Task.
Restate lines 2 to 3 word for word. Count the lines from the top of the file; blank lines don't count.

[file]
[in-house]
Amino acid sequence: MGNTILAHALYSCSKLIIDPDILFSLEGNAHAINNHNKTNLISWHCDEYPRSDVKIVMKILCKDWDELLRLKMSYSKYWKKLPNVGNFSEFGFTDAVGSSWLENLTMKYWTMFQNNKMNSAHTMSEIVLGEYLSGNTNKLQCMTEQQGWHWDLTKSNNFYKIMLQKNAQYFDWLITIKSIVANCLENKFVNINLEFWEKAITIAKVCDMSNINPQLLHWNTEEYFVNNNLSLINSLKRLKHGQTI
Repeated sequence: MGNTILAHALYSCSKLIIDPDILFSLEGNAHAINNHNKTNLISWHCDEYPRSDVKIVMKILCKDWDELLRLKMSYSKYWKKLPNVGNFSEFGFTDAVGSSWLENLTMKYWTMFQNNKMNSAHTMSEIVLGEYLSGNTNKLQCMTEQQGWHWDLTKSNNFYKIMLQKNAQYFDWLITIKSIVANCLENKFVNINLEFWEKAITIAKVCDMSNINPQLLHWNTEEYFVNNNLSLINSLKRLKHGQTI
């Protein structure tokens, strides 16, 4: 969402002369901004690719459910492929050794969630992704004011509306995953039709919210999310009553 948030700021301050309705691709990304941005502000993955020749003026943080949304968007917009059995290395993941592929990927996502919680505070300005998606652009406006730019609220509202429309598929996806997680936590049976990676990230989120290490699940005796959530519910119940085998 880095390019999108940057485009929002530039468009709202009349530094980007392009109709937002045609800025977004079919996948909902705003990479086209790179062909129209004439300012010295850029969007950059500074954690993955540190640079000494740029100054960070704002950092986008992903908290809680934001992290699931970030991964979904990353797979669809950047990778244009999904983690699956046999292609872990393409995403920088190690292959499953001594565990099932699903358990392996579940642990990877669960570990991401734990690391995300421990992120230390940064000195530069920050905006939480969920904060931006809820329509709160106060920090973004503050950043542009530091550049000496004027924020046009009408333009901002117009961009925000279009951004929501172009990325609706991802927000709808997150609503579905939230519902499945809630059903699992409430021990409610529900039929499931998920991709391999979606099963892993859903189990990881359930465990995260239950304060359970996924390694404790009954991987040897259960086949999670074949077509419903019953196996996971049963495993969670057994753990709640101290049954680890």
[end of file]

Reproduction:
Amino acid sequence: MGNTILAHALYSCSKLIIDPDILFSLEGNAHAINNHNKTNLISWHCDEYPRSDVKIVMKILCKDWDELLRLKMSYSKYWKKLPNVGNFSEFGFTDAVGSSWLENLTMKYWTMFQNNKMNSAHTMSEIVLGEYLSGNTNKLQCMTEQQGWHWDLTKSNNFYKIMLQKNAQYFDWLITIKSIVANCLENKFVNINLEFWEKAITIAKVCDMSNINPQLLHWNTEEYFVNNNLSLINSLKRLKHGQTI
Repeated sequence: MGNTILAHALYSCSKLIIDPDILFSLEGNAHAINNHNKTNLISWHCDEYPRSDVKIVMKILCKDWDELLRLKMSYSKYWKKLPNVGNFSEFGFTDAVGSSWLENLTMKYWTMFQNNKMNSAHTMSEIVLGEYLSGNTNKLQCMTEQQGWHWDLTKSNNFYKIMLQKNAQYFDWLITIKSIVANCLENKFVNINLEFWEKAITIAKVCDMSNINPQLLHWNTEEYFVNNNLSLINSLKRLKHGQTI